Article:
@url, @unwound_url, @unwind_error = unwind(params[:url])
haml :index
get '/unwind.json' do
content_type 'application/json'
@url, @unwound_url, @unwind_error = unwind(params[:url])
{ :from_url => @url, :to_url => @unwound_url, :error => @unwind_error }.to_json
get '/stylesheets/style.css' do
content_type 'text/css'
sass :style

To define an action, you use a simple DSL. It starts with the method (one of: ‘get’, ‘post’, ‘put’, ‘delete’, where ‘put’ and ‘delete’ are handled with a ‘_method’ parameter on a post), followed by the route that should trigger the action. The routes are searched in order they are defined until a match is found. You can include named parameters (with :symbol) or splat parameters (with *) in the routes as well (see the Sinatra page for examples of this). In a similar fashion to Rails, parameters matched in the route, provided in the post body, or included in the url all end up in a params hash available to your action.

If a request fails to match any route, Sinatra looks for a matching file path in a public/ directory in the same directory as the called executable ($0@) (this path can be overridden). I use that feature to provide a "SASS": stylesheet, but I have other stylesheets in @public/stylesheets/ that are served statically.

After the action does it’s business, whatever it returns is given to the client.

Rendering Views

View templates can be defined in four ways: inline on the render call, embedded in the controller, using the template method, or in individual files. I prefer the cleanliness of having a separate file for each view, so used that approach. Sinatra will look for file based views in a views/ directory in the same directory as the called executable ($0@) (this path can also be overridden). You render a template by calling a method for the type of template it is. This app has only two templates: @index.haml and style.sass (rendered with haml :index and sass :style, respectively).

As in Rails, ivars defined in the action are available within the template. You can also pass locals on the render call.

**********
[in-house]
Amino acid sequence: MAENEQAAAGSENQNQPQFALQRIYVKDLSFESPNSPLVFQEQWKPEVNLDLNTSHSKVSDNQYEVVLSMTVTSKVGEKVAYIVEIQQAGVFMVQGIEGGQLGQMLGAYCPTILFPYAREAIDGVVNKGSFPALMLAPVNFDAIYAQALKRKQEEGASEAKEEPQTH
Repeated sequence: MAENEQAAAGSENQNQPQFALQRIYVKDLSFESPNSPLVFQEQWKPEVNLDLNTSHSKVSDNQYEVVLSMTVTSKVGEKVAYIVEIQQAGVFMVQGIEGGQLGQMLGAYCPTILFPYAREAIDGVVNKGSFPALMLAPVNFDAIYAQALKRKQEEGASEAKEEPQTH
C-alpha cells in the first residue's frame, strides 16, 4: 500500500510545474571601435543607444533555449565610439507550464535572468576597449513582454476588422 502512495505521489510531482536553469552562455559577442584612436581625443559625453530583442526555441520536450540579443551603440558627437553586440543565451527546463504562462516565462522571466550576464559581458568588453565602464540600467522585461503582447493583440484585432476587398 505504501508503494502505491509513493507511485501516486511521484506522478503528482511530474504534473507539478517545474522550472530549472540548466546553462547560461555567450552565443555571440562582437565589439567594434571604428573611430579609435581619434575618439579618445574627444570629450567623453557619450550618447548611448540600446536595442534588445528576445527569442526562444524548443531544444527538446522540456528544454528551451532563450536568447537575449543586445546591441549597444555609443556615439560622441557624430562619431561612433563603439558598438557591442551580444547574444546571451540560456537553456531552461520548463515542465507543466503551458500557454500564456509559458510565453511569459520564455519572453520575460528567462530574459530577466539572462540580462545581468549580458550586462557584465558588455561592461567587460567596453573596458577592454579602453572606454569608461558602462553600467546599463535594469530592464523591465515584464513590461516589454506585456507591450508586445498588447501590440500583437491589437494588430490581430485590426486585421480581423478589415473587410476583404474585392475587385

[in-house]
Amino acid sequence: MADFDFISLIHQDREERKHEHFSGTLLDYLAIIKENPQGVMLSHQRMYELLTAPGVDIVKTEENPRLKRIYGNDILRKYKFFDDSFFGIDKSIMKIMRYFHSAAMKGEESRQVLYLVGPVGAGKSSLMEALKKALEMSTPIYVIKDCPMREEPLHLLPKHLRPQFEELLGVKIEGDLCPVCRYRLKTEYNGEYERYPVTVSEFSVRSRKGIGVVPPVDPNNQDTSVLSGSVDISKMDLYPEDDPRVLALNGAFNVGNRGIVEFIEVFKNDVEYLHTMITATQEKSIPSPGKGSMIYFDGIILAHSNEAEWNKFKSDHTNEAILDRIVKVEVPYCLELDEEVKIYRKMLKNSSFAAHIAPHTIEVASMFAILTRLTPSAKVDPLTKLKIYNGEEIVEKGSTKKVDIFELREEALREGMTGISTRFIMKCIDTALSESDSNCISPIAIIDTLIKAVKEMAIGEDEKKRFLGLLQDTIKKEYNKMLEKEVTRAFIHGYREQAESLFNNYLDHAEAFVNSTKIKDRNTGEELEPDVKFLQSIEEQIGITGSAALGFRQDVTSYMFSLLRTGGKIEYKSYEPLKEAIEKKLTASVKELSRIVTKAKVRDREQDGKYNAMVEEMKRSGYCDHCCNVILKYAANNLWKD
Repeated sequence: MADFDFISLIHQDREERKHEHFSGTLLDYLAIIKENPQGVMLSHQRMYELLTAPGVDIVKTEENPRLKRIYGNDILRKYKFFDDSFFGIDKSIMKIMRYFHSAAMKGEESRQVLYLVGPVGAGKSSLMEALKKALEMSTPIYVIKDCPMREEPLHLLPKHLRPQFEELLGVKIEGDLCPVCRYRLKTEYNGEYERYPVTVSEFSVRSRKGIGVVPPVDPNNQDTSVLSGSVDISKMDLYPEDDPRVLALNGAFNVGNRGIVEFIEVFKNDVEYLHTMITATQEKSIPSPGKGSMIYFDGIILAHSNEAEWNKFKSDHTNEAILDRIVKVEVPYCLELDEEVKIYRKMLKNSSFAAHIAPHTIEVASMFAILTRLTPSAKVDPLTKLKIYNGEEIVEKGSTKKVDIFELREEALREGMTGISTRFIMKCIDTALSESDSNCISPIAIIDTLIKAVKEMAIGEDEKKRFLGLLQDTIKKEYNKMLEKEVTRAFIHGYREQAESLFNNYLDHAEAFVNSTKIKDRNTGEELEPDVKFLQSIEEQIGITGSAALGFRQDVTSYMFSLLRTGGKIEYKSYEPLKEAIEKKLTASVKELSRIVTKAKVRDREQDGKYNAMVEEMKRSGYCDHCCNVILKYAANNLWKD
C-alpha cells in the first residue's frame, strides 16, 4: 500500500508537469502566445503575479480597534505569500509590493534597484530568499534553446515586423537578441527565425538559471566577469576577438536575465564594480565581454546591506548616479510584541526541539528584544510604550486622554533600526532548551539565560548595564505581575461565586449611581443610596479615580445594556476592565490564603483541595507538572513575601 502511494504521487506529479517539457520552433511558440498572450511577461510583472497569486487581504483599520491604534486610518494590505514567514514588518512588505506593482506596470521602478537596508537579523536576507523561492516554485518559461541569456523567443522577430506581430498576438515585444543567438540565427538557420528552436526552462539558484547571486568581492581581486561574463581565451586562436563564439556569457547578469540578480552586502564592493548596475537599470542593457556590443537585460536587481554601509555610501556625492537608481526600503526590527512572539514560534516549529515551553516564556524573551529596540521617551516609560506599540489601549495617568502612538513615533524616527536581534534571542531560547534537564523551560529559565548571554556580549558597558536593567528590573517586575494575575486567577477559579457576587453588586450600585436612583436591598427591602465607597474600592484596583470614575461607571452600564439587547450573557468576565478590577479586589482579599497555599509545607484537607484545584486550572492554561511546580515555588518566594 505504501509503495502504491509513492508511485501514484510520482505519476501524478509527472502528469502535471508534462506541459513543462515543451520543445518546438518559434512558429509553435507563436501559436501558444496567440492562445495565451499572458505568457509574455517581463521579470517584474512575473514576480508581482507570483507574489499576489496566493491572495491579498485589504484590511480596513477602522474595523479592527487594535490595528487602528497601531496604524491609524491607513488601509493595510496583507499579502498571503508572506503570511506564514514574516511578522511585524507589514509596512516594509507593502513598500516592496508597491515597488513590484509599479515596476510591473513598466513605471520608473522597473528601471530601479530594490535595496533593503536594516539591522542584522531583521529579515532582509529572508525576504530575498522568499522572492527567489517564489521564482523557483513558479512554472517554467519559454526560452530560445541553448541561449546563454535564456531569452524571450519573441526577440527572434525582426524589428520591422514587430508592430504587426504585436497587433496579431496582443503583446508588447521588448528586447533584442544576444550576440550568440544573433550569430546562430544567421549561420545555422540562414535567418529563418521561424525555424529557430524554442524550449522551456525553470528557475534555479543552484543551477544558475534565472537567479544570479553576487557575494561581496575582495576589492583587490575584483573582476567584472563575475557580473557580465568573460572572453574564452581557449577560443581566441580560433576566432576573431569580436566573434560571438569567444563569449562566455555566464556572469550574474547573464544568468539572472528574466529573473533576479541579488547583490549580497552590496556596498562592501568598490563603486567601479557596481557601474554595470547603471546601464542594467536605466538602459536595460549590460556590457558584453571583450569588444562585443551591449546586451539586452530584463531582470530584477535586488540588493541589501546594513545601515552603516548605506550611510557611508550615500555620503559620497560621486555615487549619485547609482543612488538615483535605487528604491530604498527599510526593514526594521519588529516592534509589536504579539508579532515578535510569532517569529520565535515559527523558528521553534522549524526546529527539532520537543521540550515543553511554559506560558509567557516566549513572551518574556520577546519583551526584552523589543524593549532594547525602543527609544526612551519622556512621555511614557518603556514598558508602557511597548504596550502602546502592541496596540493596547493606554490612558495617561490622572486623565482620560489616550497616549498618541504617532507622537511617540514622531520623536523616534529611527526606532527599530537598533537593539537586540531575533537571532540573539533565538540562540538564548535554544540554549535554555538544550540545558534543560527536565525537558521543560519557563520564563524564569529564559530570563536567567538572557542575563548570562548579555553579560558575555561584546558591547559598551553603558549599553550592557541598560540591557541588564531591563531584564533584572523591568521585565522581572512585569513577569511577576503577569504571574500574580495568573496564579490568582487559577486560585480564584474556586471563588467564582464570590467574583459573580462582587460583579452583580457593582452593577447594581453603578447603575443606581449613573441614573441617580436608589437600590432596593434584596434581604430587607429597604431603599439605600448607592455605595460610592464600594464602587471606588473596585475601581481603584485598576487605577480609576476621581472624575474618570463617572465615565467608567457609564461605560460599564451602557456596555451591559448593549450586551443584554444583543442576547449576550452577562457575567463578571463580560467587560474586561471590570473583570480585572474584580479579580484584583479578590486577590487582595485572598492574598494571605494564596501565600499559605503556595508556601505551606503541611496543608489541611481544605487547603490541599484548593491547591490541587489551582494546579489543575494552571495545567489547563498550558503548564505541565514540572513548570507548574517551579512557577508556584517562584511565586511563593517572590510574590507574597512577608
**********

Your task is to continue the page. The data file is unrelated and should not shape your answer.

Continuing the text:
You can override the content-type for a particular action. I do that in the stylesheet and json actions with content_type.


Sinatra provides helpers for Test::Unit, Test::Spec, and RSpec. Here is a snippet from my Test::Unit tests:

 def test_index
get_it '/'
assert_match /Unwind It/, @response.body
def test_unwind_with_blank_url
post_it '/unwind', :url => ''
assert_match /Please enter/, @response.body

Sinatra provides helpers to call the actions: get_it, post_it, delete_it, put_it. After calling any of these, the response is available in the @respose ivar. The test helpers have a little growing to do – I was only able to assert_match against the body of the response. It would be nice to have access to the assigned ivars as well (this may be changed in edge, I built all of this against the 0.3.2 gem version of Sinatra).

Since Sinatra looks for views relative to the executable, calling the tests with ruby test/urlunwind_test.rb had it looking for test/views/, which did not exist. I linked test/views/ to ../views/, and all was good. You could also probably define a :test environment configuration that set the path to the views as well. I’ll cover overriding the default paths in Part 2, and you can read about configurations on the Sinatra site.

Project Structure

Here is a snap of the project structure:

layout I’ll discuss the purpose of the vendor/ and entries in Part 2 as part of my deployment discussion.


There are some good references out there for Sinatra (this list is by no means exhaustive):

* The Sinatra Homepage – In case you didn’t see the dozen links to it above

* The Sinatra Book – Which I discovered after writing this app. Wish I had seen it earlier.

* Chris Schneider’s blog – A good resource of Sinatra tips. Chris also maintains the Sinatra Book.

* #sinatra on – Folks there were quick to answer my deployment questions, and prodded me to provide a web service from the app.

* The Sinatra mailing list

* faithfulgeek’s ’10 Minute Web App’ screencast

* Update: Ruby Inside article – Sinatra: 29 Links and Resources For A Quicker, Easier Way to Build Webapps